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Flyers getting most of five-man checking unit

by Dave Lozo
CHICAGO -- Call the Flyers' five-man unit of Ville Leino, Danny Briere, Scott Hartnell, Matt Carle and Chris Pronger the home wreckers, because they've caused the separation of Jonathan Toews and Patrick Kane.

The Blackhawks' dynamic duo, which combined for 13 goals and 32 assists in 16 games entering the Stanley Cup Final, was split up during the Flyers' 5-3 victory in Game 4 on Friday night and has totaled just 1 goal and 3 assists in the series.

Much of the credit has been given to Pronger, the future Hall-of-Fame defenseman who has three assists and is plus-7 in the series. The 6-foot-6, 220-pounder has been a roadblock that neither Toews nor Kane has been able to drive through or around during the Final.

Getting lost in the play of the Flyers' favorite for the Conn Smythe Trophy is the effort of forwards Leino, Briere and Hartnell, who have essentially been the team's checking line against Toews, Kane and hulking winger Dustin Byfuglien. The Flyers' trio hasn't been imposing its will on the Blackhawks with stifling defense; they've shown the best defense is a good offense.

Toews has said on multiple occasions that his line has been chasing the puck lately, and that's because the Flyers have been the ones possessing it. Leino has 3 goals and an assist and is plus-1; Briere has 2 goals and 5 assists and is plus-2; and Hartnell has been a physical force while contributing 2 goals, 4 assists and a plus-2 rating.

If the Flyers constantly have the puck in the Blackhawks zone, Toews and Kane can't contribute offensively.

"If you go back and look, our forwards have done a great job," Pronger said. "You look at the line that's scoring against them, it's the Briere line. It's done a great job of making them play defense, which obviously they don't want to do. They want to play offense, they want to have the puck, control the pace of the game, control the game that way. That line has done a great job of controlling the tempo of the game and controlling the puck and making them play in areas where they don't want to.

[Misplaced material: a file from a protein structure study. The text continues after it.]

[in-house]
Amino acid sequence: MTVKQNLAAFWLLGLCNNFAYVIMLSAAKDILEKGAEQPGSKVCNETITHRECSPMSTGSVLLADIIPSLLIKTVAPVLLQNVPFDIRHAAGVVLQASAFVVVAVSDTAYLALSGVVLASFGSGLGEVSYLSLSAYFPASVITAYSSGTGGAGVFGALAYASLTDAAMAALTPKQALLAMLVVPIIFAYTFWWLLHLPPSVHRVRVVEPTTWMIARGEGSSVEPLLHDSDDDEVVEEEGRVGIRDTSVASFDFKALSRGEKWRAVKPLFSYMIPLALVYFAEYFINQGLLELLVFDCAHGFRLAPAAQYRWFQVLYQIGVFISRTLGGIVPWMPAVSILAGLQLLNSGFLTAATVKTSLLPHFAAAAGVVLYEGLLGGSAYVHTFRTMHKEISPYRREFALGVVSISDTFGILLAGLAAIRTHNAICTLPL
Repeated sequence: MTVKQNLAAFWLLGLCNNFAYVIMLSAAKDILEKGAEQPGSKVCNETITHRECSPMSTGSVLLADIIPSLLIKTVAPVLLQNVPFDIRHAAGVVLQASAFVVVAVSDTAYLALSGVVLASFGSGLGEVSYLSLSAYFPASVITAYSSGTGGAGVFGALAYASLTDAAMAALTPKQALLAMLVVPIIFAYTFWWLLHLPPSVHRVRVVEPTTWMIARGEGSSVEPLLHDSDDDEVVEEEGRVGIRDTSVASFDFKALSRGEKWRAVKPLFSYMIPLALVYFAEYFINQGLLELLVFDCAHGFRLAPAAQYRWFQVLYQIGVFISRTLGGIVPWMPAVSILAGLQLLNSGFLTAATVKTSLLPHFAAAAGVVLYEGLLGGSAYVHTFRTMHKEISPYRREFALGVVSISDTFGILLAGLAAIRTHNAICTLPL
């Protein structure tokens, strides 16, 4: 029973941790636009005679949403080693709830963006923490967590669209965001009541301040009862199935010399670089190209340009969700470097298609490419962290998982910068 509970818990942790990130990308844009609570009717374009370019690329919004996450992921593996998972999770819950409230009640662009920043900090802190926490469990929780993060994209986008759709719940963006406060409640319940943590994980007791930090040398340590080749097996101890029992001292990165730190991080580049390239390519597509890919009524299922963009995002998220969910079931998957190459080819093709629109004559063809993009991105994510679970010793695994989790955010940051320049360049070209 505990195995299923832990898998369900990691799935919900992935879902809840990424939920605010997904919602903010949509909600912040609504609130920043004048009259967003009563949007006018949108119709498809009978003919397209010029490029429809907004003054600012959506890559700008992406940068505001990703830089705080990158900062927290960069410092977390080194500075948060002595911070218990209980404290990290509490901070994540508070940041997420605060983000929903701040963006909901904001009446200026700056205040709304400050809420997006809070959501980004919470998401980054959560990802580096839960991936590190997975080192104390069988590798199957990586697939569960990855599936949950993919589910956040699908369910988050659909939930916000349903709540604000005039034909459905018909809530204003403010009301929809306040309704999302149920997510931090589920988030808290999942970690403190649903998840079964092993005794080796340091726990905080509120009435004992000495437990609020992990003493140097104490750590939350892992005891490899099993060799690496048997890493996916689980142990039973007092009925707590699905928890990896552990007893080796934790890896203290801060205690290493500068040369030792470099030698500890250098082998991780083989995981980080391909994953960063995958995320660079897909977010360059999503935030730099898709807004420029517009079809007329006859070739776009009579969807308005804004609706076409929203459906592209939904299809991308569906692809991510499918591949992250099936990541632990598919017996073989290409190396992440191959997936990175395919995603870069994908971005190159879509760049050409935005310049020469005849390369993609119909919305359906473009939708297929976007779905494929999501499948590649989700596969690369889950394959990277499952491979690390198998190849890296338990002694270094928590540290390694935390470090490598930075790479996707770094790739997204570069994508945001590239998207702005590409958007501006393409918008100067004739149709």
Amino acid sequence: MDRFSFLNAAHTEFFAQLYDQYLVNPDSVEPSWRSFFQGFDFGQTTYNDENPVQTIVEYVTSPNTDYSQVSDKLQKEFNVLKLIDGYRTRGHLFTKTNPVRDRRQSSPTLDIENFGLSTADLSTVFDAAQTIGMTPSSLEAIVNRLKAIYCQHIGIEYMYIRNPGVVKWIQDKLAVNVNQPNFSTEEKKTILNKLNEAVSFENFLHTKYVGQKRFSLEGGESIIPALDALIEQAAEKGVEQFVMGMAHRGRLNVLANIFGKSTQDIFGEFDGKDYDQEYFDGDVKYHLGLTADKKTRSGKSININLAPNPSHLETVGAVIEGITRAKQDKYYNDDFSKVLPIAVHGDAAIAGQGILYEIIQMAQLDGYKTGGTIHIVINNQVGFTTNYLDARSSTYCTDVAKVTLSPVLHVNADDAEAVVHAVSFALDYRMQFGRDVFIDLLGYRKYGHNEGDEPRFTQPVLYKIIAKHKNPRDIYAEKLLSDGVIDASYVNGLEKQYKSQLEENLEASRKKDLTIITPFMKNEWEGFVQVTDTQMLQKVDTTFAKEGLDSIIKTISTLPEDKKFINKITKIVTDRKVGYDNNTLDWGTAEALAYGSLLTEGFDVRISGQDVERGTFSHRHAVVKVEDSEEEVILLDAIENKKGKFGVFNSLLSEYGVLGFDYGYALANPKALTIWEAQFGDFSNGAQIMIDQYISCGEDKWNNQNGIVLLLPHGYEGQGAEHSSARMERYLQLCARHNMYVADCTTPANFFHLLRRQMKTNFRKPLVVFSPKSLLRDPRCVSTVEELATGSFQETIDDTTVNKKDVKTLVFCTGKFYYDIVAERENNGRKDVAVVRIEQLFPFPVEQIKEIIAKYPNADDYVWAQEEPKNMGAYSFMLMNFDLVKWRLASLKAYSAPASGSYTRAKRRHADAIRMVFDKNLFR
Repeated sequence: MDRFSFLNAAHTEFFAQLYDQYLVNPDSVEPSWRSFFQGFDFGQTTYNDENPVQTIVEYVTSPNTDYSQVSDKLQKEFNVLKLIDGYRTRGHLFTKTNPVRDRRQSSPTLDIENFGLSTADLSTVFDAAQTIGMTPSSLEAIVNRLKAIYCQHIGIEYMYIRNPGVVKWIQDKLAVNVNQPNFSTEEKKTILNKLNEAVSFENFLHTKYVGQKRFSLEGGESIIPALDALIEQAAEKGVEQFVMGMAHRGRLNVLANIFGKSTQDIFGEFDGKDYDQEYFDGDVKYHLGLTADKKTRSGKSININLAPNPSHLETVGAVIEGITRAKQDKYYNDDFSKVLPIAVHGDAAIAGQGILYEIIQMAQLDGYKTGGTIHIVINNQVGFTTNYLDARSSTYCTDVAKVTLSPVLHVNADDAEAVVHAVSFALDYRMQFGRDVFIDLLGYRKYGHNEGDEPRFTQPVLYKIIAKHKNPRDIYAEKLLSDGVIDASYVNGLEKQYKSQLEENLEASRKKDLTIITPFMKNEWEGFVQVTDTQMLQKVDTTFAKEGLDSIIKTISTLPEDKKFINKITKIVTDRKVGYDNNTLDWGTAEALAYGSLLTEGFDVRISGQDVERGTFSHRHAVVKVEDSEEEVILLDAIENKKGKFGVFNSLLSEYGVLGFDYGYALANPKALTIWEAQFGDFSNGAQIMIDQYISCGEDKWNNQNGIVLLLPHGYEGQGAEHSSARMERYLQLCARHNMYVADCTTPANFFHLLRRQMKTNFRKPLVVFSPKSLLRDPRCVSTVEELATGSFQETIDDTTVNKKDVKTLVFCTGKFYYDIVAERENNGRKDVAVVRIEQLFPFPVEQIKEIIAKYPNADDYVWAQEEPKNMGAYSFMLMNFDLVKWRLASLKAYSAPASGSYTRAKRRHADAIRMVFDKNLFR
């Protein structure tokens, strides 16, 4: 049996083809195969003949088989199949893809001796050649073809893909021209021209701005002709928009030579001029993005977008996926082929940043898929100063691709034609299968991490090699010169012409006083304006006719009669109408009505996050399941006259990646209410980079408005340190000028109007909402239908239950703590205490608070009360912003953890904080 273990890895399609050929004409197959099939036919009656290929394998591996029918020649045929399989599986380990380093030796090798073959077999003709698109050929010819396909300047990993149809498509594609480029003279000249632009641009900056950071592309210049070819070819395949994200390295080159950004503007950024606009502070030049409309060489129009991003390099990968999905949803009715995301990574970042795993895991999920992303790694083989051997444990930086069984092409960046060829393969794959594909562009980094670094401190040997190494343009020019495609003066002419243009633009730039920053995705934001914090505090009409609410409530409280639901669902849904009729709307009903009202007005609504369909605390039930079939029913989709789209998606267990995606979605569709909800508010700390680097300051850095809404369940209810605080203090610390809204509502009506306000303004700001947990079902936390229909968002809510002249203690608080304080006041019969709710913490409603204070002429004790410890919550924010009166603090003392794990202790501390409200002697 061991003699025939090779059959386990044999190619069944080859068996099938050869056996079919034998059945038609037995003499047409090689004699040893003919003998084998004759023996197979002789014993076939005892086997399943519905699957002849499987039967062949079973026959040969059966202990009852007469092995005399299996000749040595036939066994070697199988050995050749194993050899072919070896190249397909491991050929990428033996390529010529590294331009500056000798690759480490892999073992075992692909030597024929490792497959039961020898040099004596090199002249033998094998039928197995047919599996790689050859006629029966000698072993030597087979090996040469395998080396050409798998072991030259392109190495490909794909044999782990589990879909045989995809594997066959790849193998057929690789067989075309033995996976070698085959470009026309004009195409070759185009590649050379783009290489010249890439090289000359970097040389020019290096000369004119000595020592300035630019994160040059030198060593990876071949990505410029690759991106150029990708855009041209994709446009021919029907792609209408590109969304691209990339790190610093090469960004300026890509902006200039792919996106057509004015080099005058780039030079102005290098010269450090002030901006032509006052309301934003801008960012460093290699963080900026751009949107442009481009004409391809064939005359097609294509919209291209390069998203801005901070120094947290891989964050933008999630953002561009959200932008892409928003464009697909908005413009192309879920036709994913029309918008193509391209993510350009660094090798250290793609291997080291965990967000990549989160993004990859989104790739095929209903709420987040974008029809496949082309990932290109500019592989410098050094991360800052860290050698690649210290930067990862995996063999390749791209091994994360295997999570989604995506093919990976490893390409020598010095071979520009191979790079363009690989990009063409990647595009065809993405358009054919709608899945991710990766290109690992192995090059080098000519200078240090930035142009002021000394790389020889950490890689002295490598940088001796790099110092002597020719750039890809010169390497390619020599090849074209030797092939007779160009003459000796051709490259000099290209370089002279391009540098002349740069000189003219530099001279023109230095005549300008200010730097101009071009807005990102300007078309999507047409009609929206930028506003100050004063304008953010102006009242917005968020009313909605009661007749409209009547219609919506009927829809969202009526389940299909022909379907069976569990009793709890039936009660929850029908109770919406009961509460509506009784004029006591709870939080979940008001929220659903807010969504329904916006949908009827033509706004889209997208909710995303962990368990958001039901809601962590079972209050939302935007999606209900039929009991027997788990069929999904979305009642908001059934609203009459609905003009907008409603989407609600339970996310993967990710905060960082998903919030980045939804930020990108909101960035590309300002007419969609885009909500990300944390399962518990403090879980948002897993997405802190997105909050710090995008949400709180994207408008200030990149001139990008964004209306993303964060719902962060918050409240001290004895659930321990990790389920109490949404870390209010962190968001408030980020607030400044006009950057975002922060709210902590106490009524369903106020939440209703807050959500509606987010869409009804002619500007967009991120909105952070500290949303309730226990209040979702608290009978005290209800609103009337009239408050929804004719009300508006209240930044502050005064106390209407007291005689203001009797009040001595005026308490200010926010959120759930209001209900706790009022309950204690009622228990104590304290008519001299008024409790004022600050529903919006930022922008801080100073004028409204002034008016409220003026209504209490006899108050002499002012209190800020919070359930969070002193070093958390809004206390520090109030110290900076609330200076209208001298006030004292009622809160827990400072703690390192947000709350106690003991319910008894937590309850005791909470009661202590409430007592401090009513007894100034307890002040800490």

"This game is five-man units on the ice having chemistry and we've done a pretty job of that thus far."

Even Kane said Saturday that Leino, Briere and Hartnell have been doing the job against him in the series: "I'm going to give a lot of credit to their forwards and the way they've been coached as far as how to back check us and play us in the zone at the top, and that seems like where we're struggling a little bit," he said.

If Pronger is the big defensive star and the Leino-Briere-Hartnell unit is receiving the praise for scoring while checking Toews and Kane, what's left for Carle?

The 25-year-old, who gets lost in the imposing shadow of his defensive partner Pronger, has been just as steady and chipped in with a big goal in Friday's Game 4.

"I think sometimes he gets lost when he's next to Chris Pronger, because Chris is such a dominating player on the ice," Flyers coach Peter Laviolette said. "I've said this all year, Matt has to play against the same players that Chris is playing against, and they're usually pretty good players.

"For somebody that doesn't have the same stature and size as Chris on the ice, he's a smaller player, he defends very well. He positions himself well in the defensive zone. He never really puts himself in a bad position. He makes it a really good first pass. He gets himself out of trouble with his skating. They've been a really good pair the entire year."

But now that Toews and Kane are no longer together, what does it mean for the Flyers' five-man unit? Will they stay matched up against one of them or wait to see which one is hotter in Game 5?

"I guess it could go two ways," Pronger said. "One, they haven't played together that much so maybe they're a little out of whack or it sparks them and fresh linemates and a new look gives them a little bit more of an offensive punch. We'll see."

Follow Dave Lozo on Twitter: @DLozoNHL

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